Chicago: First-rate theater in the second city
Chicago, as we all well know, is a great theater town - "Second City" only to New York.
As varied as its theater scene is, there is something distinctive about it, too. Directors working here call Chicago's decisive acting style variously "muscular," "aggressive," "no-nonsense," and "substantial."
"We blow jazz," says B.J. Jones, artistic director of the Northlight Theatre in Skokie, Ill., a northern suburb of Chicago. Theater here, he says, is largely actor-driven, and ensemble work is king. "We listen to each other and blow jazz."
And, as in jazz, there is a wide diversity among the artists and theatrical styles.
Ethnic humor, eccentric individuals, and political savvy spice up the night life: In one week, a viewer could pick up a brusque, incisive production of "Richard II" at Chicago Shakespeare; or go up four floors in the same building to see a martial-artsy Sondheim musical called "Pacific Overtures" (performed by men who loosely adapt Kabuki ideas to assume the women's roles); or bounce across town to the Goodman Theatre to see a rousing, no-holds-barred, athletic production of Charles Mee's inky comedy "Big Love"; or cruise to the Victory Gardens for Lydia Stryk's striking play "The Glamour House."
These shows don't have much in common (one could even argue that, however feminist, "The Glamour House" is, well, feminine). Still, each in its own way is sharp as scissors. And they all concern themselves with significant issues. The fluffy fun seems to be left to touring Broadway shows, such as "Beauty and the Beast" and "Kiss Me, Kate."
Then there's the fabulous array of talent. "New York and Los Angeles are meat markets where [actors] show [their] wares," says Northlight artistic director Jones. The actor's dilemma is choosing between the desire for fame and the voracious need to ply the craft. "The stakes are so high in New York. Here, the stakes are about working."
"There's an energy and drive here," says Barbara Gaines, artistic director of the Chicago Shakespeare Theater. "You can get a lot of jobs if you are good. Actors come here to practice the craft, and they can work here all the time." Consequently, the talent pool is rich and varied.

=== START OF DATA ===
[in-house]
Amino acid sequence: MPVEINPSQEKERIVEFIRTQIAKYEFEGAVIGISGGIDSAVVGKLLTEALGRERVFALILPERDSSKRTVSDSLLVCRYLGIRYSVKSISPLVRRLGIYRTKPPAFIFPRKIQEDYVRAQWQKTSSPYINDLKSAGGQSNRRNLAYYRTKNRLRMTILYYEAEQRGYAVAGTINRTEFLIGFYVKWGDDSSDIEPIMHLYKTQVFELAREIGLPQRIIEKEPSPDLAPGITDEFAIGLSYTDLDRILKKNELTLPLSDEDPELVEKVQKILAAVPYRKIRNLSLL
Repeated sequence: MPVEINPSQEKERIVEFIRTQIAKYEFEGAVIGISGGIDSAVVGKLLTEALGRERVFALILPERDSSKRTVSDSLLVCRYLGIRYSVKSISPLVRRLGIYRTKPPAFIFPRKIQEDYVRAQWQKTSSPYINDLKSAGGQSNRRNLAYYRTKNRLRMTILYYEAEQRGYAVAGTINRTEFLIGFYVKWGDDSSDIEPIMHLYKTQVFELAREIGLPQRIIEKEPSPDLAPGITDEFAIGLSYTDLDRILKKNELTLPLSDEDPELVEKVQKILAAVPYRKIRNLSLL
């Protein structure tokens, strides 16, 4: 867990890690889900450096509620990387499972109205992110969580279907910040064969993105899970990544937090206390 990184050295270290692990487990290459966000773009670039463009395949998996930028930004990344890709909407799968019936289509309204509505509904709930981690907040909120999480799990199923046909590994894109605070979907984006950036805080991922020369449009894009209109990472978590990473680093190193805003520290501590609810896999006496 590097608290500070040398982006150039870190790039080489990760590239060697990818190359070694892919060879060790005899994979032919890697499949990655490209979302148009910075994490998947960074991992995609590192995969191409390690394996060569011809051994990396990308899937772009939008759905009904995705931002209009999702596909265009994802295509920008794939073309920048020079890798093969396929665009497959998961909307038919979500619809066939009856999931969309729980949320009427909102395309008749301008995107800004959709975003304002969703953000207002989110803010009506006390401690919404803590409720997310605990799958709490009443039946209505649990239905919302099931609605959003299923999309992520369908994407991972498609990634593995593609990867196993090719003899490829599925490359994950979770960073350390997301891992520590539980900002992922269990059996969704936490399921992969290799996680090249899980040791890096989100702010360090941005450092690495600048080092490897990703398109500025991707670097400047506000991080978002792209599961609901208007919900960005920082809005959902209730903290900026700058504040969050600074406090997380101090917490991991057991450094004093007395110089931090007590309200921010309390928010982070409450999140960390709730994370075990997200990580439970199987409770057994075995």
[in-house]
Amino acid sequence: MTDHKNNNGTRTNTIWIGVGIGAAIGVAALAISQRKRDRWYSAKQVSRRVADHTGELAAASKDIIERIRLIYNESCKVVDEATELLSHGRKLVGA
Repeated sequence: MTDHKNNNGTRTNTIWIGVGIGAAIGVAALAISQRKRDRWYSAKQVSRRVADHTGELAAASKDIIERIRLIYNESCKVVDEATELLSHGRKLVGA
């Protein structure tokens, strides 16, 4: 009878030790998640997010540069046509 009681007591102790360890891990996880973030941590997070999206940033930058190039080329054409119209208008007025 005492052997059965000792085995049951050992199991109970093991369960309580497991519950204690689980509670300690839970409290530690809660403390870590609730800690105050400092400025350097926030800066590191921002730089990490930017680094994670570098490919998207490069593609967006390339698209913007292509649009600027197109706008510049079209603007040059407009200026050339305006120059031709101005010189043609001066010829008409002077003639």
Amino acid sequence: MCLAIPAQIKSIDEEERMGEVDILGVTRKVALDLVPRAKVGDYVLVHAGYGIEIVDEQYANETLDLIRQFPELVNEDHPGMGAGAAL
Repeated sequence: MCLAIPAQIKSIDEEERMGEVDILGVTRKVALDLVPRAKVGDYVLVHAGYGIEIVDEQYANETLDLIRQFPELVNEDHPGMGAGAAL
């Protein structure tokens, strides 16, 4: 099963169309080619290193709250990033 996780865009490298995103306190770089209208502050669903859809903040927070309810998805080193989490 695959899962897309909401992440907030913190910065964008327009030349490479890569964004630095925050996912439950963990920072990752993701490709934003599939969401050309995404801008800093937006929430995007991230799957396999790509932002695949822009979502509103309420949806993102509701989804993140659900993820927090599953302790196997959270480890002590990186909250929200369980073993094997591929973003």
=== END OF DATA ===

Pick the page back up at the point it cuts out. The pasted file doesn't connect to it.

Many excellent Chicago actors have gone on to New York theater or made their fortunes in movies, of course: Lili Taylor, Joe Mantegna, Gary Sinise, John Malkovich, and William H. Macy, to name a few. "There's an appetite, an energy, a muscle to it," says Jones of these actors' approach to the craft.
Energy and muscle is even evident in a light family comedy like Over the Tavern at the Northlight. Chicago actors dip below the comic shell to reveal more serious issues of anger and insecurity. Northlight, which joined forces with the National Jewish Theater, is meant to please the middle-class suburban patron who empathizes with the struggles of working people from ethnic communities.
"Tavern" concerns a Polish family whose three children attend Roman Catholic school and live in dread of a ruler-wielding nun, who doesn't believe in choice when it comes to religion. Young Rudy (played by the precocious Bobby Anderson) is not convinced he wants to receive his first communion. "I've read that there are 1,300 religions in the world. I want to shop around," he says. The semiautobiographical play by Tom Dudzick has been a hit in regional theaters around the country and a favorite holiday show. It's a cross between Neil Simon and Woody Allen (see more reviews of plays below).
Chicago theatergoers support their local theatrical visionaries. Chicago's David Mamet remains one of the greatest living playwrights, and the actors who peopled his plays (like Joe Mantegna) made the 1970s and '80s an important time for Chicago theater.
Despite the current recession, the drop in tourism since Sept. 11, and the likely closing of a few small theater companies, the big three - the Goodman, Steppenwolf, and Chicago Shakespeare - are doing well, with large subscription audiences and close ties to the community, such as education programs for children.
All three theaters have new state-of-the-art facilities. Two of them (Goodman, Steppenwolf) have won Tony awards. A third, The Victory Gardens, won the Tony this year, making Chicago the only city to have acquired three regional Tony awards.
The Victory Gardens is an unusual theater that showcases living playwrights.
"We have an ongoing commitment to the playwright," says Dennis Zacek, the artistic director, "and as a result, we develop new plays."
In Chicago, she says, "Actors do what they can to take ownership of the role. And we have all been influenced by Second City [a sketch-comedy theater]. The emphasis in Chicago is on ensemble work. 'Vigorous' describes the quality, and the work, and the state of theater in Chicago."